These 4 Measures Indicate That V.F (NYSE:VFC) Is Using Debt In A Risky Way

Simply Wall St · 07/01 10:19

Some say volatility, rather than debt, is the best way to think about risk as an investor, but Warren Buffett famously said that 'Volatility is far from synonymous with risk.' When we think about how risky a company is, we always like to look at its use of debt, since debt overload can lead to ruin. We can see that V.F. Corporation (NYSE:VFC) does use debt in its business. But the more important question is: how much risk is that debt creating?

When Is Debt Dangerous?

Debt and other liabilities become risky for a business when it cannot easily fulfill those obligations, either with free cash flow or by raising capital at an attractive price. If things get really bad, the lenders can take control of the business. However, a more usual (but still expensive) situation is where a company must dilute shareholders at a cheap share price simply to get debt under control. By replacing dilution, though, debt can be an extremely good tool for businesses that need capital to invest in growth at high rates of return. The first step when considering a company's debt levels is to consider its cash and debt together.

View our latest analysis for V.F

What Is V.F's Net Debt?

The image below, which you can click on for greater detail, shows that V.F had debt of US$5.95b at the end of March 2024, a reduction from US$6.63b over a year. However, it does have US$676.9m in cash offsetting this, leading to net debt of about US$5.27b.

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NYSE:VFC Debt to Equity History July 1st 2024

How Strong Is V.F's Balance Sheet?

The latest balance sheet data shows that V.F had liabilities of US$3.46b due within a year, and liabilities of US$6.50b falling due after that. On the other hand, it had cash of US$676.9m and US$1.30b worth of receivables due within a year. So its liabilities outweigh the sum of its cash and (near-term) receivables by US$7.97b.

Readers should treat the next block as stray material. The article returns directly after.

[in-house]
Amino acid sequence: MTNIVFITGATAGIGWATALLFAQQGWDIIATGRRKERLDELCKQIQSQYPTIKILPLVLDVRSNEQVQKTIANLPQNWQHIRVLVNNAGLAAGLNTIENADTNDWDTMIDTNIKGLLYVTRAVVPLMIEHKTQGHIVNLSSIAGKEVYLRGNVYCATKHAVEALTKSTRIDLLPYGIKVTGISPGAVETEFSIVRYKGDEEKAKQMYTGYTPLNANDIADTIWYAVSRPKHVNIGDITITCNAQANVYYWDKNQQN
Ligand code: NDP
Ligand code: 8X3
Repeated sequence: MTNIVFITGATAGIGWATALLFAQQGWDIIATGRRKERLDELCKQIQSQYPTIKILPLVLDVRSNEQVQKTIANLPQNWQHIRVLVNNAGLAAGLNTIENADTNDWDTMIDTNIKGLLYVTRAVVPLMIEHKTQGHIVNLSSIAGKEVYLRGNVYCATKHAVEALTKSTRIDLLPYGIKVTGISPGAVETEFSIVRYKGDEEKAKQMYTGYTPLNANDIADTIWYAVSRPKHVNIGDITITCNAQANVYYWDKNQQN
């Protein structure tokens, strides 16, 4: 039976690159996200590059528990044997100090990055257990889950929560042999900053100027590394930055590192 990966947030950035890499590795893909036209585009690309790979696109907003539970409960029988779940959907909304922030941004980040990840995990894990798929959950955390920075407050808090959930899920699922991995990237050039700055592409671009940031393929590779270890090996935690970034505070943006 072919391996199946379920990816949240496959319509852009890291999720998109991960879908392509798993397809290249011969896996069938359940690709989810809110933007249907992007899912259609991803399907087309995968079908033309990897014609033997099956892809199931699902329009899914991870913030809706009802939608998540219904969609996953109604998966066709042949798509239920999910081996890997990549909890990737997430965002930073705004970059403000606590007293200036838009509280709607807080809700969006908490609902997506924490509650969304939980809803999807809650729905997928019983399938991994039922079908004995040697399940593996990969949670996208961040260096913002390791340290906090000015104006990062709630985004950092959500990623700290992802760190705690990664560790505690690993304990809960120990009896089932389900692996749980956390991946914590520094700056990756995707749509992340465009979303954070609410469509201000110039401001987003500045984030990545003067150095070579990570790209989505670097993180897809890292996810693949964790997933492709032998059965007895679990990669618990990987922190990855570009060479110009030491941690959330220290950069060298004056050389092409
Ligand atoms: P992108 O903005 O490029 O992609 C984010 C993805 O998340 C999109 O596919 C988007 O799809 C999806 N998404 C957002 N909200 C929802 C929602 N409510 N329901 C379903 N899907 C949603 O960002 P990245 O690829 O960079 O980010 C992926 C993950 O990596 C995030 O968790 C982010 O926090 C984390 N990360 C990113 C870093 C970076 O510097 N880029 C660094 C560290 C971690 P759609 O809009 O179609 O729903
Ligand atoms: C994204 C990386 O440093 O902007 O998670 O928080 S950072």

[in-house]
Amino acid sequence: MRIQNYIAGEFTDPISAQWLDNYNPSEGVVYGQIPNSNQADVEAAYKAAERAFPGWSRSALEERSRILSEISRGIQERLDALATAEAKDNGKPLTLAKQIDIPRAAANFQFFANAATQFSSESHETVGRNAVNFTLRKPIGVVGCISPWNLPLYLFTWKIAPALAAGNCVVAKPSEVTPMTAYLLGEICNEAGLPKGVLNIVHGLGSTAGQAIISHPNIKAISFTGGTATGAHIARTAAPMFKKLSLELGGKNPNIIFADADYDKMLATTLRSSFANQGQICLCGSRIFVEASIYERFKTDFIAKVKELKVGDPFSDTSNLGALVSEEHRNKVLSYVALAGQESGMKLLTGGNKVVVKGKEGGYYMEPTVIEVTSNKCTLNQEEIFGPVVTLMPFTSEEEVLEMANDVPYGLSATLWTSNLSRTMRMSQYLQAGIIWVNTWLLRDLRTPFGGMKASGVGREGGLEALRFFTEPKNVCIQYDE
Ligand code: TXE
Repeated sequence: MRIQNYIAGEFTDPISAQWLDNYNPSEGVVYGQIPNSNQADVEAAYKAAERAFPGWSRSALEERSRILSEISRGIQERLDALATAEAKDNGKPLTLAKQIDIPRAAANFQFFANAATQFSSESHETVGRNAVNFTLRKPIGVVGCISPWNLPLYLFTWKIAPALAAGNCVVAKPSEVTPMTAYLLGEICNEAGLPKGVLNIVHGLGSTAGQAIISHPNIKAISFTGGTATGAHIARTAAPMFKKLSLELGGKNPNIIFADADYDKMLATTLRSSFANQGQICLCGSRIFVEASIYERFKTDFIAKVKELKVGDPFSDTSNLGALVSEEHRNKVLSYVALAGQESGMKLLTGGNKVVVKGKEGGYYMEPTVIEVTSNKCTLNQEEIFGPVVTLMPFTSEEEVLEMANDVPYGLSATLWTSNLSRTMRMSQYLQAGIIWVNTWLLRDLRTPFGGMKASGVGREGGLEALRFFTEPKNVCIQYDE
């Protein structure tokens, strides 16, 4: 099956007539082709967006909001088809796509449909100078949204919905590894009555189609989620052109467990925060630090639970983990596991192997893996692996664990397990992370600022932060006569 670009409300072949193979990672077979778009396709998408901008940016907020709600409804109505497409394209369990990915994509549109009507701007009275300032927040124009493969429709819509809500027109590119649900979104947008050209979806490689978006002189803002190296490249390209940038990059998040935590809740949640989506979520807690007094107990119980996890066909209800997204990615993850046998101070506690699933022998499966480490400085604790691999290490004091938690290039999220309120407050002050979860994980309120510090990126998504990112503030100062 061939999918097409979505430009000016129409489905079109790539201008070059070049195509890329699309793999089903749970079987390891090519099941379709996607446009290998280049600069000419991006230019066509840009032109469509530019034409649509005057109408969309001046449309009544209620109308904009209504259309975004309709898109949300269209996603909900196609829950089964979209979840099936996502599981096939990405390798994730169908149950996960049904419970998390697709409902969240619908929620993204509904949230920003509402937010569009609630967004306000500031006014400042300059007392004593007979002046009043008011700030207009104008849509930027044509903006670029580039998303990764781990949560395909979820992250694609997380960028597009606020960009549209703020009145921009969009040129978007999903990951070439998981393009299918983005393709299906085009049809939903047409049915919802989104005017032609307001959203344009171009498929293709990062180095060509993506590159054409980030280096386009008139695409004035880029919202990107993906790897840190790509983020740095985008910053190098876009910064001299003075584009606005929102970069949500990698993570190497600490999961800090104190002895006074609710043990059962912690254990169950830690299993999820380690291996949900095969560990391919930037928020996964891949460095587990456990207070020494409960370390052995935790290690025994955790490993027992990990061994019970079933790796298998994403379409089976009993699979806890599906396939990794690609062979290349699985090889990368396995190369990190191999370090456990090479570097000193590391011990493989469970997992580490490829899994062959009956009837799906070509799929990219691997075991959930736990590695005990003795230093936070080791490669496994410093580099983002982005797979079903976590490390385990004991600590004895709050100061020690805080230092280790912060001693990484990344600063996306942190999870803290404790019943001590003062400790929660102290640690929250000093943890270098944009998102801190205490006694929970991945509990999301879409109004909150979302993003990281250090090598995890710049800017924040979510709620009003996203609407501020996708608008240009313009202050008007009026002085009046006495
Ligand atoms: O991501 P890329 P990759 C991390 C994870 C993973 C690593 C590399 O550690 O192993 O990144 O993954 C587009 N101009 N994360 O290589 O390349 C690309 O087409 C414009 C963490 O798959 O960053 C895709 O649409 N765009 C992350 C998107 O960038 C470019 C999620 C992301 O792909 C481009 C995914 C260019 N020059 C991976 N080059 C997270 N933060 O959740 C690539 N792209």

This deficit casts a shadow over the US$5.25b company, like a colossus towering over mere mortals. So we'd watch its balance sheet closely, without a doubt. At the end of the day, V.F would probably need a major re-capitalization if its creditors were to demand repayment.

In order to size up a company's debt relative to its earnings, we calculate its net debt divided by its earnings before interest, tax, depreciation, and amortization (EBITDA) and its earnings before interest and tax (EBIT) divided by its interest expense (its interest cover). The advantage of this approach is that we take into account both the absolute quantum of debt (with net debt to EBITDA) and the actual interest expenses associated with that debt (with its interest cover ratio).

V.F has a rather high debt to EBITDA ratio of 5.6 which suggests a meaningful debt load. However, its interest coverage of 2.8 is reasonably strong, which is a good sign. Even worse, V.F saw its EBIT tank 41% over the last 12 months. If earnings keep going like that over the long term, it has a snowball's chance in hell of paying off that debt. The balance sheet is clearly the area to focus on when you are analysing debt. But ultimately the future profitability of the business will decide if V.F can strengthen its balance sheet over time. So if you want to see what the professionals think, you might find this free report on analyst profit forecasts to be interesting.

Finally, while the tax-man may adore accounting profits, lenders only accept cold hard cash. So we always check how much of that EBIT is translated into free cash flow. Over the last three years, V.F reported free cash flow worth 13% of its EBIT, which is really quite low. For us, cash conversion that low sparks a little paranoia about is ability to extinguish debt.

Our View

To be frank both V.F's level of total liabilities and its track record of (not) growing its EBIT make us rather uncomfortable with its debt levels. And even its interest cover fails to inspire much confidence. We think the chances that V.F has too much debt a very significant. To us, that makes the stock rather risky, like walking through a dog park with your eyes closed. But some investors may feel differently. There's no doubt that we learn most about debt from the balance sheet. But ultimately, every company can contain risks that exist outside of the balance sheet. These risks can be hard to spot. Every company has them, and we've spotted 2 warning signs for V.F (of which 1 is significant!) you should know about.

If you're interested in investing in businesses that can grow profits without the burden of debt, then check out this free list of growing businesses that have net cash on the balance sheet.